Mining giants promised bumper payouts to investors after a surge in commodity prices that has fuelled talk of a new ‘supercycle’.BHP will pay sharehol
Mining giants promised bumper payouts to investors after a surge in commodity prices that has fuelled talk of a new ‘supercycle’.
BHP will pay shareholders a record half-year dividend of 72p per share after a rally in iron ore prices helped profits rise 17 per cent to £7billion. It means that the world’s biggest miner and the largest firm on the FTSE 100, will hand out £3.7billion in total.
Glencore, too, pleased its backers by reinstating payouts with an 8.6p per share full-year dividend, worth £1.2billion, after it slashed debts built up last year when it poured money into its trading arm to take advantage of seesawing markets.
Pay out: Mining giant BHP Billiton will pay shareholders a record half-year dividend of 72p per share after a rally in iron ore prices helped profits rise 17 per cent to £7bn
Savers, pensioners and retail investors will be celebrating the returns after a dividend-starved 2020, when companies went into Covid crisis mode.
The big miners could dish out about £13.5billion of dividends next year, according to AJ Bell’s investment director Russ Mould. The driving forces include booming demand in China and hopes of a major spending spree in the US under President Biden.
Analysts believe a post-Covid economic bounceback, low supplies and the push to invest in renewables could mean recent rallies are only the beginning of a new supercycle that will see commodities rocket in value.
Stock Watch – Safestore
Revenues jumped 11 per cent to £44million at Safestore as more businesses and students put items into storage.
It had 6.9m square feet of storage available by the end of the quarter to January 31, and about 80 per cent of it in use.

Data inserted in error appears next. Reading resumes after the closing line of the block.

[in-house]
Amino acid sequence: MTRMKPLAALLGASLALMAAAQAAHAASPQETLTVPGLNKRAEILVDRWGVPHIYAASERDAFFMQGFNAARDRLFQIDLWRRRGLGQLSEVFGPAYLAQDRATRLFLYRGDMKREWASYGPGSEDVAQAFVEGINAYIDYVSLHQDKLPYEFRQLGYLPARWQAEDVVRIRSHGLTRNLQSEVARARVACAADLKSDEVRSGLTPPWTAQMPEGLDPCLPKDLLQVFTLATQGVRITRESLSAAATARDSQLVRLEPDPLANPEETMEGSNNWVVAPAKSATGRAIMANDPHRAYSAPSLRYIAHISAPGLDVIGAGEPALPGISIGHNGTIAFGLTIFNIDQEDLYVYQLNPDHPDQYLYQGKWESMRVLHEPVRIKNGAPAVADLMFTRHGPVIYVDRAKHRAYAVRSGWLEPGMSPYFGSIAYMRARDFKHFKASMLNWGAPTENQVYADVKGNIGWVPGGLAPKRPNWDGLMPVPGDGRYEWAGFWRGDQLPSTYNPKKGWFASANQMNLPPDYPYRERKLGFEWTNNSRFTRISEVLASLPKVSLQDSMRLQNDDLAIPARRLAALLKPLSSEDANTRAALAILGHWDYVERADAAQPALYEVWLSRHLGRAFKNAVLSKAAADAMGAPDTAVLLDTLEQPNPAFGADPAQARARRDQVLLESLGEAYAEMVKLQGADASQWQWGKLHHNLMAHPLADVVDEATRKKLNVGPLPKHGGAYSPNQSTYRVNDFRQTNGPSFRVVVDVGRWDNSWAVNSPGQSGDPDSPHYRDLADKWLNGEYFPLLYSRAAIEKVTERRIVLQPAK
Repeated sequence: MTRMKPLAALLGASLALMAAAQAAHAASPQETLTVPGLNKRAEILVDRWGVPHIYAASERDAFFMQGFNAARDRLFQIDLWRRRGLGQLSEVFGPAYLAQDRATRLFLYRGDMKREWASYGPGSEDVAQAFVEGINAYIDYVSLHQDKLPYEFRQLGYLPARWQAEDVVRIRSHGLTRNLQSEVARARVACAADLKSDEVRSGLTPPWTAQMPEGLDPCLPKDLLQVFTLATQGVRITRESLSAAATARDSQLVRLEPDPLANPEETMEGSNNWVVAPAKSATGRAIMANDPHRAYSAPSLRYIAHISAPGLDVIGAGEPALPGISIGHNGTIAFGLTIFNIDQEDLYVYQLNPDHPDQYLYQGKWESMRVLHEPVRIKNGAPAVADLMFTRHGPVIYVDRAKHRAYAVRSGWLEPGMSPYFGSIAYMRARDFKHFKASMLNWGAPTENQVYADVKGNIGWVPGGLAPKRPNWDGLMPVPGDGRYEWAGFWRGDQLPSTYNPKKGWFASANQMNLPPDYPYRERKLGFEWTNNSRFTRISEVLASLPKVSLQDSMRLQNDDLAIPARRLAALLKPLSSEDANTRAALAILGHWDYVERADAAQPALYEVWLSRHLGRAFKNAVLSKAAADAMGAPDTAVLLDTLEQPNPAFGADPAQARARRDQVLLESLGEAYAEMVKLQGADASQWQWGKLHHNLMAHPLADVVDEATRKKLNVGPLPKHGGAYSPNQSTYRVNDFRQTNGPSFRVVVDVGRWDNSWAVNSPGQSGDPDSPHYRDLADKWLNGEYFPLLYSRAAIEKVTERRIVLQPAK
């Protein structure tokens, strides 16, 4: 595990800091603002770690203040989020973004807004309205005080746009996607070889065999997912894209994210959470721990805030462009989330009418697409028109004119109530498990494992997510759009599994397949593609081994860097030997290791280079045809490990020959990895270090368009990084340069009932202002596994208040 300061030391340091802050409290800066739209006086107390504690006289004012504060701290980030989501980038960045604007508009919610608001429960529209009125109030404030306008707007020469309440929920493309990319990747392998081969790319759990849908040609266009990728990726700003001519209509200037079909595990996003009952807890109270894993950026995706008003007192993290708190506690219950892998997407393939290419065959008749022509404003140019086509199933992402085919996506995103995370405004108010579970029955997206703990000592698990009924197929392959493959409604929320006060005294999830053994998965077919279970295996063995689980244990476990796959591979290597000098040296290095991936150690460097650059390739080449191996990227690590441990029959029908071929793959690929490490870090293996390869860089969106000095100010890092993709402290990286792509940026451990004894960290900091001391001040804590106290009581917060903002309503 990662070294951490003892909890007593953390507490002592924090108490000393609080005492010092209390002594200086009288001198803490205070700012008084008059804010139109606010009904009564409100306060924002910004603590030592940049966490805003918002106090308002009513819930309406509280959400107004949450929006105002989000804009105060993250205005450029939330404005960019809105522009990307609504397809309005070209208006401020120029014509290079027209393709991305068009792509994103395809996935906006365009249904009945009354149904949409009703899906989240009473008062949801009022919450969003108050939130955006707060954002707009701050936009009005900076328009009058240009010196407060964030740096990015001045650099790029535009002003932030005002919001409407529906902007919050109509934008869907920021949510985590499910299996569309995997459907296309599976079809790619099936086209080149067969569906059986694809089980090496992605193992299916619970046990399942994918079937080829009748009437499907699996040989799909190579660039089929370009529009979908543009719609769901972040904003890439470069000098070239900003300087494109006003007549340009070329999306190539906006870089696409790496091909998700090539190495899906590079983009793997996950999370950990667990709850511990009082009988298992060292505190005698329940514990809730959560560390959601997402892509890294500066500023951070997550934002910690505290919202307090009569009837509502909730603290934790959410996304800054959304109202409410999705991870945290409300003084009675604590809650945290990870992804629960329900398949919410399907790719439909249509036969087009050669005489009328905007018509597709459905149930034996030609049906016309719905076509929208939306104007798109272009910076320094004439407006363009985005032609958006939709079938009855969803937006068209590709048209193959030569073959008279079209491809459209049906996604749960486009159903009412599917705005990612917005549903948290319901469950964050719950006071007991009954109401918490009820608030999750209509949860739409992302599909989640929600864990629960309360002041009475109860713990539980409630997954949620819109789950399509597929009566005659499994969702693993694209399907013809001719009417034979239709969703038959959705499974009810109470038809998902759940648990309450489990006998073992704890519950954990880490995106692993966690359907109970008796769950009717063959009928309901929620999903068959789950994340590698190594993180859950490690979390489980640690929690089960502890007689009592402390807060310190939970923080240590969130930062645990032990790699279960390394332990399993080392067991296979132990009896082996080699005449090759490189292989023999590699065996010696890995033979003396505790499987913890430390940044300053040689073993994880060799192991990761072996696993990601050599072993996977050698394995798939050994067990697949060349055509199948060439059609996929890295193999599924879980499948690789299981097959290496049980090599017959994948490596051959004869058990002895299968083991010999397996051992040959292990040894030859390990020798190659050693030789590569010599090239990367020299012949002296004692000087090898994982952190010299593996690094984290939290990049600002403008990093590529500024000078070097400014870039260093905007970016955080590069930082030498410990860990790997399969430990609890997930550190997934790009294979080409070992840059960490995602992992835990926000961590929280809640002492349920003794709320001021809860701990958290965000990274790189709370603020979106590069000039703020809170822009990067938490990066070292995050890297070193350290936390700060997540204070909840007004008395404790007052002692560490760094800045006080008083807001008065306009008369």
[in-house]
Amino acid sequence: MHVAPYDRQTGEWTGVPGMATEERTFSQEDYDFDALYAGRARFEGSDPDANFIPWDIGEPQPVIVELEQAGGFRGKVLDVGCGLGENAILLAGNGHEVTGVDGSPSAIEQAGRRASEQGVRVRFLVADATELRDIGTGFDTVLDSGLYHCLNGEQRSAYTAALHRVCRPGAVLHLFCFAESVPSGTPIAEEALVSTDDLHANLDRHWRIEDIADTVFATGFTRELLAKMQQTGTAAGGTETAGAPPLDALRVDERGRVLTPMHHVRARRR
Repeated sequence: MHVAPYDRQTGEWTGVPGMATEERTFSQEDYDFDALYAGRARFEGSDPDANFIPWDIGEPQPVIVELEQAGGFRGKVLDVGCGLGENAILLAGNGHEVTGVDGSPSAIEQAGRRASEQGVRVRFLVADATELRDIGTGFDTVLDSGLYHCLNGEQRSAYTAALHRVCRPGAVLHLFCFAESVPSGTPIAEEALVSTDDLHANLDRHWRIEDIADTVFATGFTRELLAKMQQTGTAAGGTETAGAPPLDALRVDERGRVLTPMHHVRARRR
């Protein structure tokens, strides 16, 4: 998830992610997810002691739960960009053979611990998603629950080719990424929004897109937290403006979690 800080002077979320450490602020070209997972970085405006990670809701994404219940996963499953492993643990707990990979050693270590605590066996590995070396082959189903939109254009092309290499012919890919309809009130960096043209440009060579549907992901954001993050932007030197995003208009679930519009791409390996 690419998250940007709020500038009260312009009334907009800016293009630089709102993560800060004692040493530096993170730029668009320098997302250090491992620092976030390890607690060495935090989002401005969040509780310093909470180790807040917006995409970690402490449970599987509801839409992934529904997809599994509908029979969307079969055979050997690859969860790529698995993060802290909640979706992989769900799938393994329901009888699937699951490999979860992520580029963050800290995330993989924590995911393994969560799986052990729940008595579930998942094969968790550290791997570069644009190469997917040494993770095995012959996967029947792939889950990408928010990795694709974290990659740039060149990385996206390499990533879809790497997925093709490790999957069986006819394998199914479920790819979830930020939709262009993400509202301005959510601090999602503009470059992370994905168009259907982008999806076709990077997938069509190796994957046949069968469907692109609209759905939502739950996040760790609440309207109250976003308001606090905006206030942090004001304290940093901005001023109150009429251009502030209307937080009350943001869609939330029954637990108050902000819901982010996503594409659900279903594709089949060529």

It has 159 branches, which can keep documents and stock for companies as well as personal possessions.
But Covid disruption has led to a surge in business and it is plotting to open more branches.
Shares in the FTSE 250 group rose 3.8 per cent, or 29.5p, to 810p.
Opinions are mixed on whether this will include oil but there is a consensus that metals will soar.
For example, copper – a key material for wind turbines and car batteries – has hit eight-year highs above $8,400 (£6,035) a ton.
Citigroup believes it could hit $10,000 (£7,184) ‘sooner rather than later’. And iron ore prices have leapt as China has frantically bought stocks of it to make steel.
All this to say: yesterday’s numbers are good, but the City hopes there is still far more to come.
BHP shares rose 1.5 per cent, or 32.5p, to 2260.5p last night, while Glencore added 2 per cent, or 5.7p, to 288p, while peers Antofagasta (up 2.8 per cent, or 44.5p, to 1636p) and Rio Tinto (up 1.2 per cent, or 74p, to 6260p) also rose. But it wasn’t enough to keep the indexes in the black.
The FTSE 100 fell 0.1 per cent, or 7.25 points, to 6748.86, while the FTSE 250 was almost flat, down 0.01 per cent, or 2.53 points, to 21,416.37.
There was another bounce for holiday stocks including British Airways-owner IAG, which rose 1.5 per cent, or 2.45p, to 162p and Tui, up 4.5 per cent, or 15.6p, to 361.6p.
But cruise operator Carnival lost ground for much of the day before finishing 0.3 per cent higher, climbing 4p, to 1367p, after it faced more delays for its tours around the Canary Islands.
Its Aida cruises, popular with German travellers, will cancel trips between March 6 and 19 after the German government extended its lockdown.
Elsewhere, the expansion of UK-listed gambling groups into the US continued apace as Playtech inked a deal with casino and sports betting group Greenwood Racing.
Playtech products will be licensed to Greenwood companies, starting with the launch of an online casino in Michigan.
Mor Weizer, Playtech’s chief executive, described the partnership as a ‘major milestone’ for the gambling software group. Shares rose 0.9 per cent, or 4.5p, to 489.5p.
So far, 2021 is shaping up to be a float bonanza, with companies such as Virgin Wines among firms eyeing listings this week alone. But it was a mixed day for two joiners to the market yesterday.
Shares in mining company Cornish Metals rose 43 per cent, to 10p, from a subscription price of 7p. It follows growing excitement about the prospects of the county entering a new Poldark era of mining.
But investment trust Cordiant Digital Infrastructure was 99p, down from a start price of 100p.